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  • Kaitlyn Pfiester

Five Ways to Help a Friend Who Is Struggling with Anxiety and Depression

Watching someone we love experience mental challenges is hard. Not knowing how to help is even harder. Learn how to support some with depression or anxiety.

Woman holding head in hands. Image blurred to show distress and anxiety.

Understanding Anxiety and Depression

The first step in helping someone with anything is to educate yourself on the topic. That is especially true when dealing with mental illnesses. It’s vital to learn the impact these things have on a person and understand the stigma around them.

So, what is anxiety and depression?


Like most things, anxiety looks different for each person. However, a few key factors contribute to what is known as anxiety. MedlinePlus defines it as such: “Anxiety is a feeling of fear, dread, and uneasiness. It might cause you to sweat, feel restless and tense, and have a rapid heartbeat.”

It’s important to remember that anxiety isn’t inherently bad. It can be helpful when the outside world presents a real threat. But if the feeling persists for weeks or months on end, it might be the sign of a disorder and may need professional attention through therapy, medication, or both.


Though treatable, depression is not uncommon and can hinder your quality of life. Mayo Clinic defines depression as: “...A mood disorder that causes a persistent feeling of sadness and loss of interest.”

This should not be confused with being sad. Other symptoms include:

● Feeling empty

● No longer finding joy in things you love

● Feeling overly tired

● Changes in your eating patterns

If any of the above last more than a few weeks, it’s time to seek professional help.

So how can you help a depressed friend dealing with these issues? Here are a few tips you can put into practice to support your loved one.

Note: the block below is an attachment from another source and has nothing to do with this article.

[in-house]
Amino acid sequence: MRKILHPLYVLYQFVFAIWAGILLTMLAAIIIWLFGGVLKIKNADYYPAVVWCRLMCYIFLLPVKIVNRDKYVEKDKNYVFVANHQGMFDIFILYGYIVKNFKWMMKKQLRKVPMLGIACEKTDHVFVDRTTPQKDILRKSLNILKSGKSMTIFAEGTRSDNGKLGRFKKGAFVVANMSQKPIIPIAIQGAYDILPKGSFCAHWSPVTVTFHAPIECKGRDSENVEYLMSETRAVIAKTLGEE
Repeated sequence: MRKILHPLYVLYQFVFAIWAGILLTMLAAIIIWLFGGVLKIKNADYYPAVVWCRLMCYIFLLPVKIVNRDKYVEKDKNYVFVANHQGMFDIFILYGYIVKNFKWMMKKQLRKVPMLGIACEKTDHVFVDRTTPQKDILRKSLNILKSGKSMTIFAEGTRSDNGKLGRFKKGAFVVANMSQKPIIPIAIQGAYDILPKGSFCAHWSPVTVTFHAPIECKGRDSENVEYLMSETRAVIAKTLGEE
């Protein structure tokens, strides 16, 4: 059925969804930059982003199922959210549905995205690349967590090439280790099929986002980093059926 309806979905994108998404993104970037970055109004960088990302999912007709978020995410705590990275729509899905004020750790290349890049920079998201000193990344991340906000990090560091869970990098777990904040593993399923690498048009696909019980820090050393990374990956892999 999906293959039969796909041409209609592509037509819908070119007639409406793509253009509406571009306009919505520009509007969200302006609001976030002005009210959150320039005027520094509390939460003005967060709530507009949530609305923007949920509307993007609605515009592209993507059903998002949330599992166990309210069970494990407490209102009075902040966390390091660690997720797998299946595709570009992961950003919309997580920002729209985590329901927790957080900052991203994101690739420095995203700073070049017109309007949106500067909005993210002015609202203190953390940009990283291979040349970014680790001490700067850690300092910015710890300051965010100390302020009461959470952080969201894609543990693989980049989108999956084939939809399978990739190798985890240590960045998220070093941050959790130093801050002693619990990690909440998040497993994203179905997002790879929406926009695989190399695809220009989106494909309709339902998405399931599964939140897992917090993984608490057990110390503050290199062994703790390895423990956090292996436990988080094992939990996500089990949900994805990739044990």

Tip One: Listen to Them

Two girls sitting on a stone wall looking over a lake and mountain.

This may seem obvious, but you’d be surprised by how little people actually listen to those struggling with their mental health.

If your friend has opened up to you about what they are going through, be careful to listen and validate their feelings. Whatever you do, don’t interrupt them.

Though our society has come a long way in the past decade, there is still a stigma around these topics (especially for men), and shame is a big issue.

American researcher Brené Brown gives excellent advice on combatting this, saying: "If we can share our story with someone who responds with empathy and understanding, shame can’t survive."

It’s amazing how just listening can help purge shame and self-doubt in another person!

However, just like anxiety, it’s not one size fits all. Even if you yourself have experienced these struggles, that doesn’t mean your friend is experiencing them the same way.

Tip Two: Ask if They Would Like Advice or Just a Listening Ear

As your friend tells you about what they are going through, it can be highly tempting to interrupt and offer plans of action. While we may think we are being helpful, truthfully, we are actually trying to cover up the problem instead of helping them process it.